McDonald was one of the best players in Arizona history after transferring from Washington as a sophomore. She was an All-American and the Pac-12 player of the year in 2020-21, leading the Wildcats to the national championship game, which they lost to Stanford.

McDonald broke Barnes’ single-season scoring record and had the highest career scoring average in school history before being selected by the Dream with the third overall pick of the 2021 WNBA draft.

South Carolina, Staley cancel BYU games over racial incident

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COLUMBIA, S.C. – South Carolina and women’s basketball coach Dawn Staley have canceled a home-and-home series with BYU over a recent racial incident where a Cougars fan yelled slurs at a Duke volleyball player.

The Gamecocks were scheduled to start the season at home against BYU on Nov. 7, then play at the Utah campus during the 2023-24 season.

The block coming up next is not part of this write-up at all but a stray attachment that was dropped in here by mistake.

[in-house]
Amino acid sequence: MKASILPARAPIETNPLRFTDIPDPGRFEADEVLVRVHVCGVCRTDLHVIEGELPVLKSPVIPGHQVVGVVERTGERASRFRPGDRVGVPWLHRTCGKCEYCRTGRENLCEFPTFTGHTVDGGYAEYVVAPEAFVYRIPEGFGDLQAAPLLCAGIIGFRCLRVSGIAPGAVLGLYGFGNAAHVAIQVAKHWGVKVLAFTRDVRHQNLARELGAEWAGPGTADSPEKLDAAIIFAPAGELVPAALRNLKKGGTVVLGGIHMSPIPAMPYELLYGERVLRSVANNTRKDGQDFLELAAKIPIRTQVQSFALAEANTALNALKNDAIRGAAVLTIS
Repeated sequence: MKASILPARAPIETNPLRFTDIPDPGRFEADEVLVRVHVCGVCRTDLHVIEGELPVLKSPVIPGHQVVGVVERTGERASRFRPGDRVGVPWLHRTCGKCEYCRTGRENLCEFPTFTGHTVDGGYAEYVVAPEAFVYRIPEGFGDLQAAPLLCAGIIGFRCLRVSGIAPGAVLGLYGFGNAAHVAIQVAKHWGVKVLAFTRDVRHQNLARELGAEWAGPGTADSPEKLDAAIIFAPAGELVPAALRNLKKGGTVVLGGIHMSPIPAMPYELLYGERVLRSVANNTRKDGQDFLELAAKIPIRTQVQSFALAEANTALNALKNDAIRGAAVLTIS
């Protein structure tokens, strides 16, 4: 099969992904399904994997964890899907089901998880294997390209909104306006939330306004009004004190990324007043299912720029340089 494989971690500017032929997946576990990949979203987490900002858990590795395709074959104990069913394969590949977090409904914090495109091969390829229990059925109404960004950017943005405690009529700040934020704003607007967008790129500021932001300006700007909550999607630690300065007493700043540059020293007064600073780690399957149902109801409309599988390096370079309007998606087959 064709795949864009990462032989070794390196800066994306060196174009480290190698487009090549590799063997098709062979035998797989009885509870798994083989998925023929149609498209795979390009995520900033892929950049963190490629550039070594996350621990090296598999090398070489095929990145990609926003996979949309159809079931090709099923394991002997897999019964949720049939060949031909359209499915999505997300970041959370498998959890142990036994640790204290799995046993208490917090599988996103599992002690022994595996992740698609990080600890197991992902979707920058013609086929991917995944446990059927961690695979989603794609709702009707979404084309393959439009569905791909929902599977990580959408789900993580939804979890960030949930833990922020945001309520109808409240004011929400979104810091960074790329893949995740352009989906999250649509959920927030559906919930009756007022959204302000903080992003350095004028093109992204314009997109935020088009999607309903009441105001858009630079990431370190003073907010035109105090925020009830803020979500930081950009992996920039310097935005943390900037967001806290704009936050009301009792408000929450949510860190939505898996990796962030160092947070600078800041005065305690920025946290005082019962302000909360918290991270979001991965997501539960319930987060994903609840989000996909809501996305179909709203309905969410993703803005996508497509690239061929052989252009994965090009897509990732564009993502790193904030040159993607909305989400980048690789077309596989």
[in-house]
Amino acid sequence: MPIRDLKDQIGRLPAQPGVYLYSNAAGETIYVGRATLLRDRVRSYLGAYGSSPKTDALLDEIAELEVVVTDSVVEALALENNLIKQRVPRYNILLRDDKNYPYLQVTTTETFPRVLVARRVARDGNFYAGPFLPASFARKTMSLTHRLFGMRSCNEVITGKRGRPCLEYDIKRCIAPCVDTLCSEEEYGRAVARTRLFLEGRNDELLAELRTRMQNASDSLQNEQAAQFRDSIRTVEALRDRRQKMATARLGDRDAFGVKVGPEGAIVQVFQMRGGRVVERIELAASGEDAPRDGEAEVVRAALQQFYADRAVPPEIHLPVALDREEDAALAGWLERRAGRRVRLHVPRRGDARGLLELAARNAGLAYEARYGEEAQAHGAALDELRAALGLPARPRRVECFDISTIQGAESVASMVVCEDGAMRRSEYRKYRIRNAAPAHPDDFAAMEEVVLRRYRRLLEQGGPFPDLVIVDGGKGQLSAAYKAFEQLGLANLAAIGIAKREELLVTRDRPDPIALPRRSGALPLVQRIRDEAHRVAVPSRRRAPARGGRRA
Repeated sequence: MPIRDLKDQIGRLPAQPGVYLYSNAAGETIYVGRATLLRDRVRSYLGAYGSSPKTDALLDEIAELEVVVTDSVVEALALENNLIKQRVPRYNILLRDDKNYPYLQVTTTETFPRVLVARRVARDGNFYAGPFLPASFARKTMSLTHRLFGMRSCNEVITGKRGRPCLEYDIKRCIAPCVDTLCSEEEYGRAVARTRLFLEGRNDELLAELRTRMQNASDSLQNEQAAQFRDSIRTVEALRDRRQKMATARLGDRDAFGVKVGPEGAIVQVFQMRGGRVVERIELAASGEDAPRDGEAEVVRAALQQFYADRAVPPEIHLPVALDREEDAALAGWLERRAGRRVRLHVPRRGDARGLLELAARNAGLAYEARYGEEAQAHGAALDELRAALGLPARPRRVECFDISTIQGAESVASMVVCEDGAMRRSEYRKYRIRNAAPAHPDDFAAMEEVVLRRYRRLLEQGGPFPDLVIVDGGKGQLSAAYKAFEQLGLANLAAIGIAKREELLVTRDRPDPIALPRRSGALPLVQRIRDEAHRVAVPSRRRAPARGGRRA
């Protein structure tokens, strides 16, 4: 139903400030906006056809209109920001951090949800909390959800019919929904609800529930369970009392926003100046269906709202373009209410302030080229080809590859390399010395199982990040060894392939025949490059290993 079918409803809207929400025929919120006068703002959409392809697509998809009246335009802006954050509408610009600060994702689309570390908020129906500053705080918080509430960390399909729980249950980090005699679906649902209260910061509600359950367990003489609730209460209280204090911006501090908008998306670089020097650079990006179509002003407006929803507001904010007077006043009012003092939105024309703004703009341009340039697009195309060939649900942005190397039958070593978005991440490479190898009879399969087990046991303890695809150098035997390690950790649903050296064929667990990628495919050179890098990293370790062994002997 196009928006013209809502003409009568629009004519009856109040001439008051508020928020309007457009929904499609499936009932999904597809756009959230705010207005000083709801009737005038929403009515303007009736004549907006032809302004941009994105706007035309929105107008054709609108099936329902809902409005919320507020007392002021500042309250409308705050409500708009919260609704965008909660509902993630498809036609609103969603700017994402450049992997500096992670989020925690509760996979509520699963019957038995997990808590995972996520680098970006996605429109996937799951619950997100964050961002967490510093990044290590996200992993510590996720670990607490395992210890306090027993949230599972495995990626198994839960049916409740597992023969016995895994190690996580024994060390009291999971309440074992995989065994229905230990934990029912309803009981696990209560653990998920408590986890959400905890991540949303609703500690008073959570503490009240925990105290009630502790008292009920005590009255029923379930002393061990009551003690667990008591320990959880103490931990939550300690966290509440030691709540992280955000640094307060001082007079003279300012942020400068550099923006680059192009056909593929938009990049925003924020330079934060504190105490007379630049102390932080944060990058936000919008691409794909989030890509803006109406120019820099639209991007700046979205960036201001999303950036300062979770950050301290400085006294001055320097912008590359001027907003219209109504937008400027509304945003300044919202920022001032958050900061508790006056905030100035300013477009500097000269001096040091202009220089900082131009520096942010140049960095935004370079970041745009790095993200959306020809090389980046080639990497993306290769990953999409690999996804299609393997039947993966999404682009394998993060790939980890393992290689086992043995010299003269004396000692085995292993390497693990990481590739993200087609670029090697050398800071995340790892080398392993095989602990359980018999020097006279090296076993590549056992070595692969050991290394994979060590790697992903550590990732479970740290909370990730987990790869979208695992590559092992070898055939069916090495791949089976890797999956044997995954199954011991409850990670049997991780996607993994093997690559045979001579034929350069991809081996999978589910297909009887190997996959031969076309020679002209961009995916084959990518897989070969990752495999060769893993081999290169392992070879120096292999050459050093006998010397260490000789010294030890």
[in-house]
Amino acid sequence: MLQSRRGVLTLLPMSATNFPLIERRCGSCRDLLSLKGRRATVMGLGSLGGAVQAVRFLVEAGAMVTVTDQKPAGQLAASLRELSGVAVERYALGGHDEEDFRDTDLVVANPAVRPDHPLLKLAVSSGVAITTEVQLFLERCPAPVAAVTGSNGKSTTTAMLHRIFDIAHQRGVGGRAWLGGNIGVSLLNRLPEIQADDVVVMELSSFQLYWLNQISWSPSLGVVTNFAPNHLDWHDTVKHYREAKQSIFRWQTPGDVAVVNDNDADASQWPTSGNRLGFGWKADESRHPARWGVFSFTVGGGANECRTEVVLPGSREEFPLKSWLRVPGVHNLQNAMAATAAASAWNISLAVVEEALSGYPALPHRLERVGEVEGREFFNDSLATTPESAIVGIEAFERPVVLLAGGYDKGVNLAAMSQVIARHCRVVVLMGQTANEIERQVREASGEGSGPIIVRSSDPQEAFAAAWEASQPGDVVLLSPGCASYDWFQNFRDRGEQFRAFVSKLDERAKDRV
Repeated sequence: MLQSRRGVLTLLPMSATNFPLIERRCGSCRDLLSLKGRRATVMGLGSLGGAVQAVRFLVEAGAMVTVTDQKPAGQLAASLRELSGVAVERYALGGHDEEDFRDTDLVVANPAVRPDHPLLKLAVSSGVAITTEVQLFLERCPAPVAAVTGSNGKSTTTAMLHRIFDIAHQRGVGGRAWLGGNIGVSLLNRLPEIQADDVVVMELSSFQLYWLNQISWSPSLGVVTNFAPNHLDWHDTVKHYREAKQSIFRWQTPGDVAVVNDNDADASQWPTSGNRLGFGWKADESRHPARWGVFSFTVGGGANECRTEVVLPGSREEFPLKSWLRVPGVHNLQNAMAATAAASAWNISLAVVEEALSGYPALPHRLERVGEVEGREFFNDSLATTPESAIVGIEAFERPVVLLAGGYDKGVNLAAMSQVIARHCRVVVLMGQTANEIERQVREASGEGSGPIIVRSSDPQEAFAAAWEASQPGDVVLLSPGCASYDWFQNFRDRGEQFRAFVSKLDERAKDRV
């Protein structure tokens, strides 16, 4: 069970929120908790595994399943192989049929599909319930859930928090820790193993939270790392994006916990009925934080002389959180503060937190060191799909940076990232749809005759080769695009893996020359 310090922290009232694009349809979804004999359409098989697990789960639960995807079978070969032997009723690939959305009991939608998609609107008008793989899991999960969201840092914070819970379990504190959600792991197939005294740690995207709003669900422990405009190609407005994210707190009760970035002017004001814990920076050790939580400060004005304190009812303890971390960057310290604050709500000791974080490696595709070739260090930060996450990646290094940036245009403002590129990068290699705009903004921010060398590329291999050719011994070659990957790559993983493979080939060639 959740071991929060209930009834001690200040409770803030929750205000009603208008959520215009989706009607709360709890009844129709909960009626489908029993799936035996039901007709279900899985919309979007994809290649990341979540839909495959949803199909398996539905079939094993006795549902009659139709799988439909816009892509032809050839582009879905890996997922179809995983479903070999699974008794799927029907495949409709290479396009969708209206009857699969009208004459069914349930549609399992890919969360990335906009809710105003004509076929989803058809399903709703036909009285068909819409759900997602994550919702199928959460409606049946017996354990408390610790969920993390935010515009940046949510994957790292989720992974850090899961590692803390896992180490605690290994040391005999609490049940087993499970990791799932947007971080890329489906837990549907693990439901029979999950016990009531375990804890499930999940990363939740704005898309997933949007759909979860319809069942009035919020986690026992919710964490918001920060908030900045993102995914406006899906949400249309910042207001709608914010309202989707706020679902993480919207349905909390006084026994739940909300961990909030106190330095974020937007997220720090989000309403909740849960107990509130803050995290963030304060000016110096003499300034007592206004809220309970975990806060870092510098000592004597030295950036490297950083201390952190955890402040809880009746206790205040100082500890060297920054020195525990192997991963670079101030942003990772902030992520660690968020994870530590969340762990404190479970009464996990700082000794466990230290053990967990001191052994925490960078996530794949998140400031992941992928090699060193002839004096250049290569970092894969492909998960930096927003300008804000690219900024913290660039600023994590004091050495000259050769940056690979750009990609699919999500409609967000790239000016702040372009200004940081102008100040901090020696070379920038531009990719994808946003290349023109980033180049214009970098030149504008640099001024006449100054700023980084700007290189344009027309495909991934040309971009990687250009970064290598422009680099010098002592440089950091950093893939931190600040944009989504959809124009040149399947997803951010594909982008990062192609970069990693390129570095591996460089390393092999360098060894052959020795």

But Staley cited BYU’s home volleyball match last month as reason for calling off the series.

“As a head coach, my job is to do what’s best for my players and staff,” Staley said in a statement released by South Carolina on Friday. “The incident at BYU has led me to reevaluate our home-and-home, and I don’t feel that this is the right time for us to engage in this series.”

Duke sophomore Rachel Richardson, a Black member of the school’s volleyball team, said she heard racial slurs from the stands during the match.

BYU apologized for the incident and Richardson said the school’s volleyball players reached out to her in support.

South Carolina said it was searching for another home opponent to start the season.

Gamecocks athletic director Ray Tanner spoke with Staley about the series and supported the decision to call off the games.